Finland considers solo NATO entry if Turkey keeps rejecting Sweden

Photo illustration: Jakub Porzycki/NurPhoto/Getty Images

In a statement made on Tuesday, Finnish Foreign Minister Pekka Haavisto suggested that Finland may have to join NATO without Sweden. This comes after Turkish President Recep Tayyip Erdogan cast doubt on the expansion of the military alliance following weekend protests in Stockholm by an anti-Islam activist and pro-Kurdish groups.

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The Finnish FM says, however, that a joint way into NATO is still possible, and preferable. Emphasising that they would need to do everything to make it happen.

Sweden and Finland have been jointly applying to join NATO, but Turkey has so far blocked the expansion, citing concerns that Sweden needs to crack down on exiled Kurdish militants and their sympathisers.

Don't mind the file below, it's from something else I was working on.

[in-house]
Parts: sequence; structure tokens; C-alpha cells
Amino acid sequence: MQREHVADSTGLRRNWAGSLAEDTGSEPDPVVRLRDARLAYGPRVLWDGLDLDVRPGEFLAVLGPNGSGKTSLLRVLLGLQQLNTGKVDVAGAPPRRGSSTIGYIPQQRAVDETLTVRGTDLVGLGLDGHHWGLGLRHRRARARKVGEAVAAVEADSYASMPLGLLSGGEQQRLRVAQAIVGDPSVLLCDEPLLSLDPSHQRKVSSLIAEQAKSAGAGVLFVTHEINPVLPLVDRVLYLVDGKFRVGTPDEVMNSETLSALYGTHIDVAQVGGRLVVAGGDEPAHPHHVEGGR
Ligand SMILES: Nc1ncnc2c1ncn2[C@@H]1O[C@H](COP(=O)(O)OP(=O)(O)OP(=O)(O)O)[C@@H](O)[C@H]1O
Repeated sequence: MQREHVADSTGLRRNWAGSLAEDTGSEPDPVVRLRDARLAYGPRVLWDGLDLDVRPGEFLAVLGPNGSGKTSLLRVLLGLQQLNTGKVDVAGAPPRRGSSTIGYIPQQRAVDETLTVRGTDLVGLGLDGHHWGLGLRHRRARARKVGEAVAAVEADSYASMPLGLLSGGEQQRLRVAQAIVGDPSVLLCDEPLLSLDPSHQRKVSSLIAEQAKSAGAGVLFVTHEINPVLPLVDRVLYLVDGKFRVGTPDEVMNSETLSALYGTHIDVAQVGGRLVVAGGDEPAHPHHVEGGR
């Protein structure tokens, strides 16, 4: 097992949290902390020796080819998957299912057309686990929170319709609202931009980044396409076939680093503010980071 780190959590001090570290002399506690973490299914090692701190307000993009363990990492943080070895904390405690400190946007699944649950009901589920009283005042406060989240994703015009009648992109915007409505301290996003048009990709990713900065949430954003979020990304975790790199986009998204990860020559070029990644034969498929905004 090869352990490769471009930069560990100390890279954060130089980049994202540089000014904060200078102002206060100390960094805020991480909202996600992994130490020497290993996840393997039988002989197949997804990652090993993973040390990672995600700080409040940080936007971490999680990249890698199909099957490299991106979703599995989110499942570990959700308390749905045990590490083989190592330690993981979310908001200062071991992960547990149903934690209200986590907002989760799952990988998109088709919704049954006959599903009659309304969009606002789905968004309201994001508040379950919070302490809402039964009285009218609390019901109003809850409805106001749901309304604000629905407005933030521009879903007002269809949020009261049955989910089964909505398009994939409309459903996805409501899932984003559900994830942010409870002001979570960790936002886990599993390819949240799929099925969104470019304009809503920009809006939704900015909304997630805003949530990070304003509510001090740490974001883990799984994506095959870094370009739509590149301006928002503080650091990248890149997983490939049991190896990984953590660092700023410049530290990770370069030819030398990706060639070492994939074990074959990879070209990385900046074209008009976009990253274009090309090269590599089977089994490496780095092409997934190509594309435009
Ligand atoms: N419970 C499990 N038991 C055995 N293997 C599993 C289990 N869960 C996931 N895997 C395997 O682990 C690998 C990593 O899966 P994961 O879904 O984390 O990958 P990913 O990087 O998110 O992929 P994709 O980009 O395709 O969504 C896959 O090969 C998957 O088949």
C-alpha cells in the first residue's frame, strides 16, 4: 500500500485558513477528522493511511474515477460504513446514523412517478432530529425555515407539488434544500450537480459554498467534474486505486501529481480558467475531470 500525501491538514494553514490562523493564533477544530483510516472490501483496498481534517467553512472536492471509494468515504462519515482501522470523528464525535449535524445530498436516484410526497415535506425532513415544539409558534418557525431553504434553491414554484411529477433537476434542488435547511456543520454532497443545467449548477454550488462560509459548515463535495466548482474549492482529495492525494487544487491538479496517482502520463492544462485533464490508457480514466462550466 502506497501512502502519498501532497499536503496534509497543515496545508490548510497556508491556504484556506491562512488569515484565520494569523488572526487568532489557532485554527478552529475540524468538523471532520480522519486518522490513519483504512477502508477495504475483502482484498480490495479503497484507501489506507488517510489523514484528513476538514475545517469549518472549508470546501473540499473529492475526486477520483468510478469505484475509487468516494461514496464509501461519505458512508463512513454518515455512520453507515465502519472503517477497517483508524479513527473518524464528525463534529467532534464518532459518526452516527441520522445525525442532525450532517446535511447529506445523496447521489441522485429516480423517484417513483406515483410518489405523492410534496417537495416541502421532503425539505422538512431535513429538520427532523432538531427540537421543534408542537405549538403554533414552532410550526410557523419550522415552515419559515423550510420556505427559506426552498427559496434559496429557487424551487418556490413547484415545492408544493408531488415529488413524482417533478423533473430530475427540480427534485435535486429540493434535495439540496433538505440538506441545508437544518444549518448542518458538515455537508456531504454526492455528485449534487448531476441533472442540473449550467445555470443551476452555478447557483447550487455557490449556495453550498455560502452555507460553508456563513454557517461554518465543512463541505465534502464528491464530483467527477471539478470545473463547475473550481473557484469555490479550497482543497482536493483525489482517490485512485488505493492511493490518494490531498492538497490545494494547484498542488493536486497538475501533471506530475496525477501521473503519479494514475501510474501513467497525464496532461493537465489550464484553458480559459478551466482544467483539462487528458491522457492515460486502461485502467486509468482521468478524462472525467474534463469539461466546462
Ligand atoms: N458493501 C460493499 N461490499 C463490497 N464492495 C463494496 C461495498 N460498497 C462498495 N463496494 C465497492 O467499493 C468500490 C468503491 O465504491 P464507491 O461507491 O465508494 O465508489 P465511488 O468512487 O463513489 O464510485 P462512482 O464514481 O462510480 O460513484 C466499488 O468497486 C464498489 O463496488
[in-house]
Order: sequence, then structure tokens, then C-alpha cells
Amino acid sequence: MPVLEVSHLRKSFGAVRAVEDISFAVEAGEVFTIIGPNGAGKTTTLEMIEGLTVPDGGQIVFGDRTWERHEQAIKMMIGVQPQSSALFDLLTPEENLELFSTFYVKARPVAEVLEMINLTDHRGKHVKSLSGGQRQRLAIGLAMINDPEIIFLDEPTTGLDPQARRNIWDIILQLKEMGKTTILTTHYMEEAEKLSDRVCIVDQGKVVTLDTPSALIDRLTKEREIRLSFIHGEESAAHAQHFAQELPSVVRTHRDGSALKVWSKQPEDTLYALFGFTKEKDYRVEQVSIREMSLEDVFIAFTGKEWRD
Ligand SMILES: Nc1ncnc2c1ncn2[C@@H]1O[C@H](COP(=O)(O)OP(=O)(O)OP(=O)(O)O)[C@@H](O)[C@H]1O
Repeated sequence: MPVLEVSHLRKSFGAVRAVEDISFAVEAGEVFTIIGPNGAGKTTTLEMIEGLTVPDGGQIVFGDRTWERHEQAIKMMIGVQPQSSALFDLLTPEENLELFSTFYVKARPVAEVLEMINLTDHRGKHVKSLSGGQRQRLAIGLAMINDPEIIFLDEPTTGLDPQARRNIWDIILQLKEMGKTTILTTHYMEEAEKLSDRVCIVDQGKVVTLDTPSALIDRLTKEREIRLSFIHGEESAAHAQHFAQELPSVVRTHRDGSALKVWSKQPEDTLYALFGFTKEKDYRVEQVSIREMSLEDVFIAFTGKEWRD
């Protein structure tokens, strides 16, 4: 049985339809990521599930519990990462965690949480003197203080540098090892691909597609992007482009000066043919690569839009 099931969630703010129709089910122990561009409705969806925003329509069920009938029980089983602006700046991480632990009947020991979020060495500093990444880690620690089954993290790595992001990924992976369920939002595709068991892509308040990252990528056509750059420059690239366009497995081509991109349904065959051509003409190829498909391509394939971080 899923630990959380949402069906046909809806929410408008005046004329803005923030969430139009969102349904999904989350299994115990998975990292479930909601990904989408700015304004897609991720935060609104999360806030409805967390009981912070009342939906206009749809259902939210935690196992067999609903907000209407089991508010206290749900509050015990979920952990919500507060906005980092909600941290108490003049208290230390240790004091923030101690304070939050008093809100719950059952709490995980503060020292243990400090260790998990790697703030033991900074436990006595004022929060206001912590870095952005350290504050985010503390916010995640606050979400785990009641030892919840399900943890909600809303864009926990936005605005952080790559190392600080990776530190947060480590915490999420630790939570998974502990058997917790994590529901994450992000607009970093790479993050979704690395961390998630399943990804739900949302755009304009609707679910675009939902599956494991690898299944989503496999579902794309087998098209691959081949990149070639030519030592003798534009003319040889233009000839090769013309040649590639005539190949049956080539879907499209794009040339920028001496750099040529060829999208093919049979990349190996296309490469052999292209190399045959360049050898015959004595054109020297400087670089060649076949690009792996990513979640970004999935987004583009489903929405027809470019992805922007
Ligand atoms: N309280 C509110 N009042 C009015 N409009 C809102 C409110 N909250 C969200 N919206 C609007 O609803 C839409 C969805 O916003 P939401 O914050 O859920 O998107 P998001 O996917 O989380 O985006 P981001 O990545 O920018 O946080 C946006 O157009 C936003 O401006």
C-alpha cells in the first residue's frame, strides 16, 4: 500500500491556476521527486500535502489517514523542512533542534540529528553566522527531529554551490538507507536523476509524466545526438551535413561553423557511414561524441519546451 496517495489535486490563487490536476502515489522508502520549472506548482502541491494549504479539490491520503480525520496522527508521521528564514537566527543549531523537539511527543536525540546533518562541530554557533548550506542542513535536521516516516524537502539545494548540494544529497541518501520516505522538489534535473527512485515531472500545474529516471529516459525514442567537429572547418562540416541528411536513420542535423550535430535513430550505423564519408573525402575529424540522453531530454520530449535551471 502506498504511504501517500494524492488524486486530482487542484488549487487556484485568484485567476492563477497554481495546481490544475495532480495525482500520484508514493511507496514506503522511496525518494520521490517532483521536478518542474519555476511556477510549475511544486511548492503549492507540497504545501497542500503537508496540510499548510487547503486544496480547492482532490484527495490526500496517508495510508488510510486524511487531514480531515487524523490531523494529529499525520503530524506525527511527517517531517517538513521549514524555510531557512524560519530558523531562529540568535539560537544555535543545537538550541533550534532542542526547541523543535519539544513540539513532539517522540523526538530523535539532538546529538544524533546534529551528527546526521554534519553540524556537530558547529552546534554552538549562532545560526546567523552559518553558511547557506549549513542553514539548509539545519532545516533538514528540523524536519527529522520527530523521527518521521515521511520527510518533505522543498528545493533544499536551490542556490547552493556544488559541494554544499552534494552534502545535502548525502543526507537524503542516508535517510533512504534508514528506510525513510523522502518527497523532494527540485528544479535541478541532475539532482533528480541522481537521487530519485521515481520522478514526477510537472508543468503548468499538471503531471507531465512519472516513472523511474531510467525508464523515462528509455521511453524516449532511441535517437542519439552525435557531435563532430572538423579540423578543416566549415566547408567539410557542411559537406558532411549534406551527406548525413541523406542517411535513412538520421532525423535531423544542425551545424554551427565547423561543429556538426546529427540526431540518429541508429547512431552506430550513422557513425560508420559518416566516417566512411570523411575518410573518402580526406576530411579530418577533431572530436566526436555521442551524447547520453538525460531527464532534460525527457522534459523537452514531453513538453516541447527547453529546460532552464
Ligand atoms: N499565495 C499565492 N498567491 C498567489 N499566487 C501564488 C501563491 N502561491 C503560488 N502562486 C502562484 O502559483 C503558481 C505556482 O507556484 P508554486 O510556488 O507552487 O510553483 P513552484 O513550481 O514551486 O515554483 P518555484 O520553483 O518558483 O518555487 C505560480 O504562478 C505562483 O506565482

Haavisto's statement implies that Finland is now considering proceeding without its Nordic neighbour, though he also emphasised that it is “too early to tell.”

The joint bid by Sweden and Finland to join NATO requires the approval of all existing members, including Turkey. Until now, the two countries have been committed to joining the alliance together, but Haavisto's comment suggests that this may no longer be the case.

The statement follows a recent Quran-burning protest in Stockholm, which resulted in Turkey ruling out support for Sweden's bid to join the military alliance. Swedish Foreign Minister Tobias Billström has stated that “we are in contact with Finland to find out what is really meant.”

In May, both Sweden and Finland applied to join NATO following the Russian invasion of Ukraine. Turkey has been blocking their bids in an attempt to get the two countries to meet certain political demands, such as extraditing critics of Turkish President Recep Tayyip Erdogan and Kurdish groups that Turkey claims are “terrorists.”